Somerset, Kentucky, United States | Member Since 2011
Listening to Alex Rodriguez after 60 Minutes was over last pm made me remember this book all over again. Hubris and arrogance team to ruin a smart, uber talented man. I argued with my running partners for years about Armstrong and doping. This book makes the best case for the same that will ever be made. It is detailed and well told.
Fearsome, and thought provoking, but meandering and unfocused at times. It did, again reveal, just how thin the veneer of civilization truly is, and could be.
Though a bit slow and tedious at times, this is a necessary book ,one that summarizes well the slow, then quickening, then ever more rapid development of the technology that has made instantaneous availability of communication and information something we now all take for granted. I feel that I have a better feel for how all of this miracle occurred. God forbid, now that we are all so dependent, that the lights should ever go out. I feel that for many, it has made the real computer, the human brain, for many, much weaker.
How does this guy do this? I have been reading and listening to these novels for 40 years, some of them for the 2nd time, and remain about their power to enthrall and entertain...Bram Stoker would think so too, I think.
How men continue to be so cruel to other men(and women and children) for no good reason at all remains a mystery to me. Indeed, the veneer of civilization is thin.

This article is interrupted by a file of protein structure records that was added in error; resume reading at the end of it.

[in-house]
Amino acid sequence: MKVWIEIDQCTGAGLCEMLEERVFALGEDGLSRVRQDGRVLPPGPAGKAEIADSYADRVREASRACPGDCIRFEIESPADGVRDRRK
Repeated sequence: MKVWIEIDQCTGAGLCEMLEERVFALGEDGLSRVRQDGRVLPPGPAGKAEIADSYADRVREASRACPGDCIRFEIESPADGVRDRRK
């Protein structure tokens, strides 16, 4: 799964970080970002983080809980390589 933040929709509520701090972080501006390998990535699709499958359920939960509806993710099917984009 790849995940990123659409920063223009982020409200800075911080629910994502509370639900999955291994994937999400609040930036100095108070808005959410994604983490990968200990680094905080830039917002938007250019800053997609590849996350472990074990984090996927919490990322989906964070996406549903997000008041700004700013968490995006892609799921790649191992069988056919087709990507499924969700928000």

I chose to listen to this book to teach me more about Lawrence himself, and to understand better this part of World War I. I am sorry to say that I did not know just how much I didn't know about either. Although the book is excessively long, and probably too detailed, it does what what the author set out to do in my mind...first to paint Lawrence as an extremely bright, iconoclastic human; full of pure intent, but unable to change history as much as he would have liked; and to point out the incredible folly of the Great War, and the mess it left the Middle East in, a mess which is still problematic to this very day.
Dickens best, about unrequited love, deep friendship, and the importance of integrity. Irony abounds, as it always does. Enjoy.
Even when Mr.Sandford is not at his best, he is still pretty damn good. I imagine I will buy the next one too.
Mr. King continues to demonstrate that he can write about anything well. For all of the things that I have come to appreciate over the years about his storytelling is his persistent way of making heroes, or heroines, of the most unlikely characters. Horror, mystery, crime novels....it does not seem to matter. He knows, and understand the human heart, and the consistent struggle of good versus evil. Read, or listen. You will not be disappointed.
Historical fiction in a way that is well written and entertaining. Sometimes race relations and their ongoing difficulties become clearer historical context. It is present here, as is America entering the world stage in full force.
I have read much of John Sandford, and Lucas Davenport, but there is something about listening to the story that makes it much more vivid. I love Lucas, and Weather, and this was one of my favorite Prey books. No question that the earlier books are more vicious than the later titles in the series.
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